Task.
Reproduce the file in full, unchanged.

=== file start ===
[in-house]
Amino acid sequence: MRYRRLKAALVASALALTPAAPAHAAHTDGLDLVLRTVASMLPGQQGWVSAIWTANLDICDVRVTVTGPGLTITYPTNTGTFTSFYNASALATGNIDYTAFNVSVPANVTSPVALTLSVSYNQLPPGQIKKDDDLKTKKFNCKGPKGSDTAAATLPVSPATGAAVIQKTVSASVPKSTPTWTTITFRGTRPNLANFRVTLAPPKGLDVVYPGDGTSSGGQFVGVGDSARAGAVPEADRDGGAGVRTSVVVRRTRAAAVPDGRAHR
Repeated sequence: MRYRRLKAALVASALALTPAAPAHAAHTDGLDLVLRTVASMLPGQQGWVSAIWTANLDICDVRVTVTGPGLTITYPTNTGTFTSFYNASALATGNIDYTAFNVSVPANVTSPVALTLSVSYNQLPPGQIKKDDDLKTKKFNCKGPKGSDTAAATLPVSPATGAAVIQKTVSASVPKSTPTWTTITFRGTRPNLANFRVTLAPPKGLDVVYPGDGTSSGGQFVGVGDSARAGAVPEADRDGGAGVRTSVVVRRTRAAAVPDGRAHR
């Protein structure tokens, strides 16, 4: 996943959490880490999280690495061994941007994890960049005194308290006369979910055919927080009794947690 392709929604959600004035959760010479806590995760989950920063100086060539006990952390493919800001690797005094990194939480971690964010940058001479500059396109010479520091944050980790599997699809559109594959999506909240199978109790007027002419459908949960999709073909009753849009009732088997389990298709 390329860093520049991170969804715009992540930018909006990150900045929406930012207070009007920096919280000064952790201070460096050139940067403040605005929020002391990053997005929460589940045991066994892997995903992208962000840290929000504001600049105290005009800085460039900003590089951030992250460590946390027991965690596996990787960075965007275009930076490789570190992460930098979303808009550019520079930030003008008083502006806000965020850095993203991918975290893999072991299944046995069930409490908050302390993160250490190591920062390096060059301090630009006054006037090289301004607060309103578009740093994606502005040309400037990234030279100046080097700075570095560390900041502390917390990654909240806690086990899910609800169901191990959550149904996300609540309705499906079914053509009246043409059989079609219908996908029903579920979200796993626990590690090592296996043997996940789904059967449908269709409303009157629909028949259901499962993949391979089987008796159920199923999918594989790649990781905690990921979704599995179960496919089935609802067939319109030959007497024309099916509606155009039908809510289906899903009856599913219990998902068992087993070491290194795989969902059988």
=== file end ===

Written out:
[in-house]
Amino acid sequence: MRYRRLKAALVASALALTPAAPAHAAHTDGLDLVLRTVASMLPGQQGWVSAIWTANLDICDVRVTVTGPGLTITYPTNTGTFTSFYNASALATGNIDYTAFNVSVPANVTSPVALTLSVSYNQLPPGQIKKDDDLKTKKFNCKGPKGSDTAAATLPVSPATGAAVIQKTVSASVPKSTPTWTTITFRGTRPNLANFRVTLAPPKGLDVVYPGDGTSSGGQFVGVGDSARAGAVPEADRDGGAGVRTSVVVRRTRAAAVPDGRAHR
Repeated sequence: MRYRRLKAALVASALALTPAAPAHAAHTDGLDLVLRTVASMLPGQQGWVSAIWTANLDICDVRVTVTGPGLTITYPTNTGTFTSFYNASALATGNIDYTAFNVSVPANVTSPVALTLSVSYNQLPPGQIKKDDDLKTKKFNCKGPKGSDTAAATLPVSPATGAAVIQKTVSASVPKSTPTWTTITFRGTRPNLANFRVTLAPPKGLDVVYPGDGTSSGGQFVGVGDSARAGAVPEADRDGGAGVRTSVVVRRTRAAAVPDGRAHR
């Protein structure tokens, strides 16, 4: 996943959490880490999280690495061994941007994890960049005194308290006369979910055919927080009794947690 392709929604959600004035959760010479806590995760989950920063100086060539006990952390493919800001690797005094990194939480971690964010940058001479500059396109010479520091944050980790599997699809559109594959999506909240199978109790007027002419459908949960999709073909009753849009009732088997389990298709 390329860093520049991170969804715009992540930018909006990150900045929406930012207070009007920096919280000064952790201070460096050139940067403040605005929020002391990053997005929460589940045991066994892997995903992208962000840290929000504001600049105290005009800085460039900003590089951030992250460590946390027991965690596996990787960075965007275009930076490789570190992460930098979303808009550019520079930030003008008083502006806000965020850095993203991918975290893999072991299944046995069930409490908050302390993160250490190591920062390096060059301090630009006054006037090289301004607060309103578009740093994606502005040309400037990234030279100046080097700075570095560390900041502390917390990654909240806690086990899910609800169901191990959550149904996300609540309705499906079914053509009246043409059989079609219908996908029903579920979200796993626990590690090592296996043997996940789904059967449908269709409303009157629909028949259901499962993949391979089987008796159920199923999918594989790649990781905690990921979704599995179960496919089935609802067939319109030959007497024309099916509606155009039908809510289906899903009856599913219990998902068992087993070491290194795989969902059988």